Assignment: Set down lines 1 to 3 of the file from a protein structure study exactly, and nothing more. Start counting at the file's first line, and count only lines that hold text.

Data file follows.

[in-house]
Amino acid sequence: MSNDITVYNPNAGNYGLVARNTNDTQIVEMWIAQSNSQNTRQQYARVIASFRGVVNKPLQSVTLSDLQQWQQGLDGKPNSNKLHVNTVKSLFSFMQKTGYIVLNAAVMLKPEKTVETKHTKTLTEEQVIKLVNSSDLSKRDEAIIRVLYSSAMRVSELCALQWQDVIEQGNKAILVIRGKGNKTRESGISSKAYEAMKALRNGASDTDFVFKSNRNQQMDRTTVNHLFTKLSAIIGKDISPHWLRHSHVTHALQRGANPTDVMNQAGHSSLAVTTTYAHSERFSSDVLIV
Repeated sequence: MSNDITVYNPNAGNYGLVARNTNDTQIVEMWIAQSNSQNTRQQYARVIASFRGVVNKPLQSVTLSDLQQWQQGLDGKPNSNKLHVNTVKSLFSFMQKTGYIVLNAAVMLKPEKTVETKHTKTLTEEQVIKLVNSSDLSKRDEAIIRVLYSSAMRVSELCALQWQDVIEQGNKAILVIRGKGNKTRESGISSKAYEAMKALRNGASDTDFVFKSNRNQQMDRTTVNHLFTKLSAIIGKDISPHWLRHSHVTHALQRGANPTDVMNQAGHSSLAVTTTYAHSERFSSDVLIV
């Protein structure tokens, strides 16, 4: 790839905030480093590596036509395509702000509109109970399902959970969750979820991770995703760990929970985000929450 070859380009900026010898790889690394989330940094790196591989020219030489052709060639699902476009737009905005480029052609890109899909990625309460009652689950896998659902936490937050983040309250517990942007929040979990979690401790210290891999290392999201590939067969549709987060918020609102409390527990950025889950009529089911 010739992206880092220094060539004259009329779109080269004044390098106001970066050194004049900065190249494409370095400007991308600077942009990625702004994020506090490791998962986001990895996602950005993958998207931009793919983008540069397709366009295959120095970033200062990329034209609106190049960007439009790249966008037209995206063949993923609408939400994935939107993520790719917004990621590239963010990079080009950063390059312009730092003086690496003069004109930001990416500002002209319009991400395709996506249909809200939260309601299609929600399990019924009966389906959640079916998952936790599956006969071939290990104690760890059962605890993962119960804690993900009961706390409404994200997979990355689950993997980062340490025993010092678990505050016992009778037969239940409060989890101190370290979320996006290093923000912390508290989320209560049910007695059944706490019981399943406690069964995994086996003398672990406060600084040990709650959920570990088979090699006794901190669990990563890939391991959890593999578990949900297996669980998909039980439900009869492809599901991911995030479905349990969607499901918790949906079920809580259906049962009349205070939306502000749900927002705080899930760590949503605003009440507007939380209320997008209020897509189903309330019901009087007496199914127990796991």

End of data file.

[in-house]
Amino acid sequence: MSNDITVYNPNAGNYGLVARNTNDTQIVEMWIAQSNSQNTRQQYARVIASFRGVVNKPLQSVTLSDLQQWQQGLDGKPNSNKLHVNTVKSLFSFMQKTGYIVLNAAVMLKPEKTVETKHTKTLTEEQVIKLVNSSDLSKRDEAIIRVLYSSAMRVSELCALQWQDVIEQGNKAILVIRGKGNKTRESGISSKAYEAMKALRNGASDTDFVFKSNRNQQMDRTTVNHLFTKLSAIIGKDISPHWLRHSHVTHALQRGANPTDVMNQAGHSSLAVTTTYAHSERFSSDVLIV
Repeated sequence: MSNDITVYNPNAGNYGLVARNTNDTQIVEMWIAQSNSQNTRQQYARVIASFRGVVNKPLQSVTLSDLQQWQQGLDGKPNSNKLHVNTVKSLFSFMQKTGYIVLNAAVMLKPEKTVETKHTKTLTEEQVIKLVNSSDLSKRDEAIIRVLYSSAMRVSELCALQWQDVIEQGNKAILVIRGKGNKTRESGISSKAYEAMKALRNGASDTDFVFKSNRNQQMDRTTVNHLFTKLSAIIGKDISPHWLRHSHVTHALQRGANPTDVMNQAGHSSLAVTTTYAHSERFSSDVLIV